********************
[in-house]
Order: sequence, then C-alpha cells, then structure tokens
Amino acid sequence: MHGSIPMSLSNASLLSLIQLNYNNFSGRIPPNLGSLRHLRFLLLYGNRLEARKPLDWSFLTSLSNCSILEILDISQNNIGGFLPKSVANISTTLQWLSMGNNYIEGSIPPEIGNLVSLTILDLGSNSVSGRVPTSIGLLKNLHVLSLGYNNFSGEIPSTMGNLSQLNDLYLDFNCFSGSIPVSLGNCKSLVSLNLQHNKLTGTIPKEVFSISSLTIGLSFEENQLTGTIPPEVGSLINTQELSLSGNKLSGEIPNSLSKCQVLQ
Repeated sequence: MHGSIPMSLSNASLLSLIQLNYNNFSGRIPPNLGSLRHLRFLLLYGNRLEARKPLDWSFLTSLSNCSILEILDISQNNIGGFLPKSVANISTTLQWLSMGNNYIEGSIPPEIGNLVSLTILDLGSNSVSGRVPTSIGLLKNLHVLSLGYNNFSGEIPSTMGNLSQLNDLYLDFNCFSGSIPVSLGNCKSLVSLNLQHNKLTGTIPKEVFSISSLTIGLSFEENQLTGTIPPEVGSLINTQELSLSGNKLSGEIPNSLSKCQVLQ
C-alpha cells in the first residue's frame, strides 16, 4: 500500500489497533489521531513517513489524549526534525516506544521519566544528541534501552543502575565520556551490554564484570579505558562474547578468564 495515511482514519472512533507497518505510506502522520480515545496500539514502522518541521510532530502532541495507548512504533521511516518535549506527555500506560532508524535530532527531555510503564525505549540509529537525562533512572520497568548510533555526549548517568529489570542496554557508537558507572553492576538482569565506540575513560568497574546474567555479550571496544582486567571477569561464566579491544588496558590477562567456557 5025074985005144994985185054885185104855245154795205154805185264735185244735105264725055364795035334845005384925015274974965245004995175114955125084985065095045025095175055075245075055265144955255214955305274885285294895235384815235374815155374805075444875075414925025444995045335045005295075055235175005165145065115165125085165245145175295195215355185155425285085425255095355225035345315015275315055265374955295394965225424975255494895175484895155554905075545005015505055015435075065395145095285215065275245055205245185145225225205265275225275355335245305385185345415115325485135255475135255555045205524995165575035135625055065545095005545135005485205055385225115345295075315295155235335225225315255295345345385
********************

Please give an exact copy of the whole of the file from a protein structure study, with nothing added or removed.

[in-house]
Order: sequence, then C-alpha cells, then structure tokens
Amino acid sequence: MHGSIPMSLSNASLLSLIQLNYNNFSGRIPPNLGSLRHLRFLLLYGNRLEARKPLDWSFLTSLSNCSILEILDISQNNIGGFLPKSVANISTTLQWLSMGNNYIEGSIPPEIGNLVSLTILDLGSNSVSGRVPTSIGLLKNLHVLSLGYNNFSGEIPSTMGNLSQLNDLYLDFNCFSGSIPVSLGNCKSLVSLNLQHNKLTGTIPKEVFSISSLTIGLSFEENQLTGTIPPEVGSLINTQELSLSGNKLSGEIPNSLSKCQVLQ
Repeated sequence: MHGSIPMSLSNASLLSLIQLNYNNFSGRIPPNLGSLRHLRFLLLYGNRLEARKPLDWSFLTSLSNCSILEILDISQNNIGGFLPKSVANISTTLQWLSMGNNYIEGSIPPEIGNLVSLTILDLGSNSVSGRVPTSIGLLKNLHVLSLGYNNFSGEIPSTMGNLSQLNDLYLDFNCFSGSIPVSLGNCKSLVSLNLQHNKLTGTIPKEVFSISSLTIGLSFEENQLTGTIPPEVGSLINTQELSLSGNKLSGEIPNSLSKCQVLQ
C-alpha cells in the first residue's frame, strides 16, 4: 500500500489497533489521531513517513489524549526534525516506544521519566544528541534501552543502575565520556551490554564484570579505558562474547578468564 495515511482514519472512533507497518505510506502522520480515545496500539514502522518541521510532530502532541495507548512504533521511516518535549506527555500506560532508524535530532527531555510503564525505549540509529537525562533512572520497568548510533555526549548517568529489570542496554557508537558507572553492576538482569565506540575513560568497574546474567555479550571496544582486567571477569561464566579491544588496558590477562567456557 5025074985005144994985185054885185104855245154795205154805185264735185244735105264725055364795035334845005384925015274974965245004995175114955125084985065095045025095175055075245075055265144955255214955305274885285294895235384815235374815155374805075444875075414925025444995045335045005295075055235175005165145065115165125085165245145175295195215355185155425285085425255095355225035345315015275315055265374955295394965225424975255494895175484895155554905075545005015505055015435075065395145095285215065275245055205245185145225225205265275225275355335245305385185345415115325485135255475135255555045205524995165575035135625055065545095005545135005485205055385225115345295075315295155235335225225315255295345345385